Top Universities in Utah

By | April 20, 2019

For those interested in studying in Utah, we have a very useful list. We selected the best Utah institutions for prospective students. Please know that rankings are based on academic research, alumni reviews, graduation rates, as well as assessment from peer colleges. On the page, you will find major admissions stats such as acceptance rate, tuition fees, average SAT scores for each ranked college or university.

  • Visit AllCityCodes for all area codes in the state of Utah.
Rankings Schools
1 Brigham Young University–Provo (Provo, UT)
Tuition: $4,710
Total enrollment: 34,101
Fall 2011 acceptance rate: 62.8%
Average freshman retention rate: 85%
6-year graduation rate: 78%
Classes with under 20 students: 46.5%
SAT/ACT 25th-75th percentile: 26-30
2 University of Utah (Salt Lake City, UT)
Tuition: in-state: $7,212, out-of-state: $22,912
Total enrollment: 31,660
Fall 2011 acceptance rate: 83.2%
Average freshman retention rate: 85%
6-year graduation rate: 55%
Classes with under 20 students: 41.6%
SAT/ACT 25th-75th percentile: 21-27
3 Utah State University (Logan, UT)
Tuition: in-state: $5,931, out-of-state: $17,078
Total enrollment: 26,757
Fall 2011 acceptance rate: 96.9%
Average freshman retention rate: 72%
6-year graduation rate: 53%
Classes with under 20 students: 31.6%
SAT/ACT 25th-75th percentile: 20-26

 

Top Universities in Utah

United States presidential election

If the House of Representatives does not come to a decision, then the US Senate chooses from the two candidates who received the most votes.

In virtually the entire history of the United States, the House of Representatives has determined the winner of presidential elections only twice (Thomas Jefferson in 1800 and John Adams in 1824).

The use of such an election system, which is rather unusual for us, is primarily due to historical reasons. When the “Founding Fathers” wrote the US Constitution in 1787, it seemed very reasonable to present the solution to possible problems with the holding of Electoral College elections, and not to the poorly educated masses of the population. In addition, under the existing system of elections, the interests of states with a small population are taken into account to a greater extent, which corresponds to the federal nature of the American state.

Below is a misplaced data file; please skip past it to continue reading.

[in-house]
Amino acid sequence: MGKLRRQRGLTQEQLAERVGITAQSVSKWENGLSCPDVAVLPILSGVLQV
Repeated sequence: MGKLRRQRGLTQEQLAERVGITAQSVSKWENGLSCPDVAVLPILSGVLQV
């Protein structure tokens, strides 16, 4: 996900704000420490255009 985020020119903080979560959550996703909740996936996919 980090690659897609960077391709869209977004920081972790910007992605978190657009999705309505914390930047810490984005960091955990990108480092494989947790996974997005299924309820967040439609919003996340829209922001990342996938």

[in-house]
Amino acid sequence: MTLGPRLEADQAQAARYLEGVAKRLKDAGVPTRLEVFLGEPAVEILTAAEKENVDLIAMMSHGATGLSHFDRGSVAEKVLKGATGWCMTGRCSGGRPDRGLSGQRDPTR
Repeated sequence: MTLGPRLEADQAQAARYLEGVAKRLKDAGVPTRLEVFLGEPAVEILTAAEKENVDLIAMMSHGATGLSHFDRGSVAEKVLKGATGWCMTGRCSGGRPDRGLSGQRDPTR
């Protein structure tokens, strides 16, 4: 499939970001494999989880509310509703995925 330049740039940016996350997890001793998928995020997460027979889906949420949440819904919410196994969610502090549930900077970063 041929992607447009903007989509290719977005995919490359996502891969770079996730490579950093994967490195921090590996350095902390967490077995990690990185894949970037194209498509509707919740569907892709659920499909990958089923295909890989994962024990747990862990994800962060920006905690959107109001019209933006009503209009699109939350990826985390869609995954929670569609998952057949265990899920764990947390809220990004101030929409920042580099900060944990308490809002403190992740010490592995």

All Presidents elected over the past century and a half belonged to one of the two leading parties in the United States – Republican or Democratic. However, nothing prevents independent candidates from participating in elections.

The newly elected President takes office on 20 January of the year following the election year. The solemn ceremony of taking the oath by the new President is called the inauguration. The President takes the oath: “I do solemnly swear that I will faithfully serve as President of the United States, and to the best of my ability I will uphold, guard, and defend the Constitution of the United States.”

In the entire history of the country, forty-six people have been Presidents of the United States, starting from the first President of the United States, George Washington, and up to the current President of the United States, Joe Biden (more onĀ US Presidents).